A new manufacturer-funded study on the psoriatic arthritis drug Stelara shows it can block joint damage in six months and continue working after two years.
Janssen Biotech, Inc. says clinical trials they’ve sponsored show the drug Stelara is effective at slowing the progression of joint damage caused by psoriatic arthritis.
Stelara (ustekinumab) has been on the U.S. market since 1999 after receiving approval from the U.S. Food and Drug Administration (FDA) to treat moderate to severe psoriasis. It was approved in September to treat psoriatic arthritis.
Dr. Arthur Kavanaugh, Director of the Center for Innovative Therapy at the University of California, San Diego School of Medicine, and co-principal study investigator, said ustekinumab has led to improvement across multiple areas of psoriatic arthritis disease activity, including skin and joint tissue damage.
“Now there is data suggesting efficacy inhibiting the progression of joint damage as assessed on X-rays,” he said in a statement.
Psoriatic arthritis—characterized by painful inflammation in the joints—was most notably showcased in the British television show “The Singing Detective,” and a 2003 Robert Downey Jr. movie of the same name. It affects the joints and skin, leading to joint damage and disability if left untreated.
Stelara is an immunosuppressant drug, meaning that it dampens the body’s entire natural immune response. Since psoriatic arthritis and other conditions, such as psoriasis and rheumatoid arthritis, are believed to be caused by an overactive immune system, immunosuppressant therapies can help control body-wide symptoms.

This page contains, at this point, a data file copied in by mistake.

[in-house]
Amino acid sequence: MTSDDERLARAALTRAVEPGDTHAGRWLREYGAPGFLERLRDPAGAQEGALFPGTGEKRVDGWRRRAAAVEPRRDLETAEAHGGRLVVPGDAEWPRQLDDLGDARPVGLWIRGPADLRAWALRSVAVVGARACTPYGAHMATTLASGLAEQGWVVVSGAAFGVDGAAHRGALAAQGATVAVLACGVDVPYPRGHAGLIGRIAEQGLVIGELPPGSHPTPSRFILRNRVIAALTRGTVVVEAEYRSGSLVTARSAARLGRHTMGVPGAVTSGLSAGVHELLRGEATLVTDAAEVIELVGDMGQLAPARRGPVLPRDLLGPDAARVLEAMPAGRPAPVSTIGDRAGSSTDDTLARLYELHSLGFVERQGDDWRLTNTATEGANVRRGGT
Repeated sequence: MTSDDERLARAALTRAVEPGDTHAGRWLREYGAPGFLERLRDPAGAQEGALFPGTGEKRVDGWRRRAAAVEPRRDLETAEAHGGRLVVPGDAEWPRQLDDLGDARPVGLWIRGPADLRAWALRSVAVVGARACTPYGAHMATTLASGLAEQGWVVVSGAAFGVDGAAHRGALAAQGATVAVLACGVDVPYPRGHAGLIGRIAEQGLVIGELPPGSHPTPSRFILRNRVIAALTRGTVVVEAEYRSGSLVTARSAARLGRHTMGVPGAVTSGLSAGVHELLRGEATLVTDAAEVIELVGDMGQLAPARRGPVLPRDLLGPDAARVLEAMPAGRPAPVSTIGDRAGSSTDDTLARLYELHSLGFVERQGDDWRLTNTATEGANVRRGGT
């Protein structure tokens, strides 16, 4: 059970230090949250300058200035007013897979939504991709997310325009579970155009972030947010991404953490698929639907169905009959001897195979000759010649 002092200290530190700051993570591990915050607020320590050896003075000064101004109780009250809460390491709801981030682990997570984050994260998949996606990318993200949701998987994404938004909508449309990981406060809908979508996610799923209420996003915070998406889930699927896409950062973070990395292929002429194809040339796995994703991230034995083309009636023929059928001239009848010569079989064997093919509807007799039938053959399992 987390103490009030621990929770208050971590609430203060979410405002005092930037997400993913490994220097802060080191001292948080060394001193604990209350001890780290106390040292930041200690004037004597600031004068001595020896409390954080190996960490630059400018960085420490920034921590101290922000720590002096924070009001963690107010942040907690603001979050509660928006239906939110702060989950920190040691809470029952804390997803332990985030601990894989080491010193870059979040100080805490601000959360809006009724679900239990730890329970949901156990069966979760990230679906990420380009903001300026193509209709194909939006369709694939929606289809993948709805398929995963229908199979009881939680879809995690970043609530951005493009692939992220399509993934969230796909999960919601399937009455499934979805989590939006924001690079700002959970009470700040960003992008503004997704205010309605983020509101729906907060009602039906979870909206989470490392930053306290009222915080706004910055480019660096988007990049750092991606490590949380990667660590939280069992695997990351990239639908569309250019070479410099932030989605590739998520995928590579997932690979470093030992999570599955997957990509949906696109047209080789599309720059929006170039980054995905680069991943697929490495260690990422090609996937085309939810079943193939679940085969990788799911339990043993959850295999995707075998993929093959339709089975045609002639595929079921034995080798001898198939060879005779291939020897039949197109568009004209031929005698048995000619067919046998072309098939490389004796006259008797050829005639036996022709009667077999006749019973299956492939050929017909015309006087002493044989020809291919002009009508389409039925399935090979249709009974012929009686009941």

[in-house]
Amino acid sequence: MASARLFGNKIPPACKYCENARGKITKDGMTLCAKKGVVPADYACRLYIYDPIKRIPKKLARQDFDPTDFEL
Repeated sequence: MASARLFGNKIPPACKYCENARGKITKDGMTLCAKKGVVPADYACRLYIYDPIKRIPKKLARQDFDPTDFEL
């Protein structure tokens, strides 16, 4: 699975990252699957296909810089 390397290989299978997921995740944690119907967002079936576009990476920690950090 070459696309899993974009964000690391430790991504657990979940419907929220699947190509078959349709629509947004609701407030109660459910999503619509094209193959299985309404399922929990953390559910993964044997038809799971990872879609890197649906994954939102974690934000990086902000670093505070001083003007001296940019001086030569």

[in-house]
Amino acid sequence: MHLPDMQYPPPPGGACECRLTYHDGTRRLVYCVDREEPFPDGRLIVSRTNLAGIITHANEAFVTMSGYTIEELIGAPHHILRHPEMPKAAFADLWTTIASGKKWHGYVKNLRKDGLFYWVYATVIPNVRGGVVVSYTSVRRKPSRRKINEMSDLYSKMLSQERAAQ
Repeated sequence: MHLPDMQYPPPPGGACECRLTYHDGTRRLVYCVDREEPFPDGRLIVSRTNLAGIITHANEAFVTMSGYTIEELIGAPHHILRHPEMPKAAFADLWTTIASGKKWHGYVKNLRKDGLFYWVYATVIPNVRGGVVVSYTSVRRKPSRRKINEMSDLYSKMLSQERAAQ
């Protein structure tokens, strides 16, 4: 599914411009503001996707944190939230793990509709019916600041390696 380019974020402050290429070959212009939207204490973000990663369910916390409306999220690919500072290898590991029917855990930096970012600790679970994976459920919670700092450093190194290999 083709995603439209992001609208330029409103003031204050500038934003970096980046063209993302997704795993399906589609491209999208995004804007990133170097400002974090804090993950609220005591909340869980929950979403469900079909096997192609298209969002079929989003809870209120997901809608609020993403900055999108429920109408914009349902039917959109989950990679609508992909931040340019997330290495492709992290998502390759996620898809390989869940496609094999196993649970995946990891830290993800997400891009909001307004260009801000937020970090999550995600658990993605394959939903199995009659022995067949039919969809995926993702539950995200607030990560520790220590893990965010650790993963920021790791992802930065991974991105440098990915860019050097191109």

Other immunosuppressant therapies approved to treat psoriatic arthritis include azathioprine (Azasan and Imuran), cyclosporine (Neoral, Sandimmune, and others), and Leflunomide (Arava).
The latest findings from Janssen’s phase-3 trials—which were multicenter, randomized, double-blind, placebo-controlled and involved 927 patients—show that Stelara can block damage to joints in patients with active psoriatic arthritis.
The trials used both 45 mg and 90 mg doses of Stelara, depending on the progression of a given patient’s disease. Those who took a placebo and showed no change in disease activity after four months then began Stelara treatments.
Less than six percent of trial patients experienced adverse events, and after a year of therapy, the safety profile of the treatment group and placebo group were nearly identical.
However, suppressing the immune system leaves the body vulnerable to other complications. The serious side effects of Stelara, according to an
The Stelara announcement didn’t specify which side effects patients experienced during the trials.
Dr. Philip Helliwell of Arthritis Research U.K., told the American College of Rheumatology Congress in San Diego that people with psoriatic arthritis see better outcomes with early, aggressive drug treatment.
Because better drug treatments are now more available than in the past, Dr. Helliwell said earlier, intensive treatment of the condition can reduce joint damage more effectively and help prevent disability.
“We have found that tight control of disease activity in psoriatic arthritis, using a targeted approach, significantly improves the joint and skin outcomes for newly diagnosed patients with no unexpected side effects,” he said.
Helliwell and his colleague Dr. Laura Coates spearheaded a U.K. clinical trial involving more than 200 patients. They found that more aggressive treatment—in which patients are given escalating drug dosages and see a specialist every month—leads to better outcomes within one year than a less aggressive course.
“These findings could have significant implications for the way that this common type of inflammatory arthritis is treated and controlled,” Helliwell said.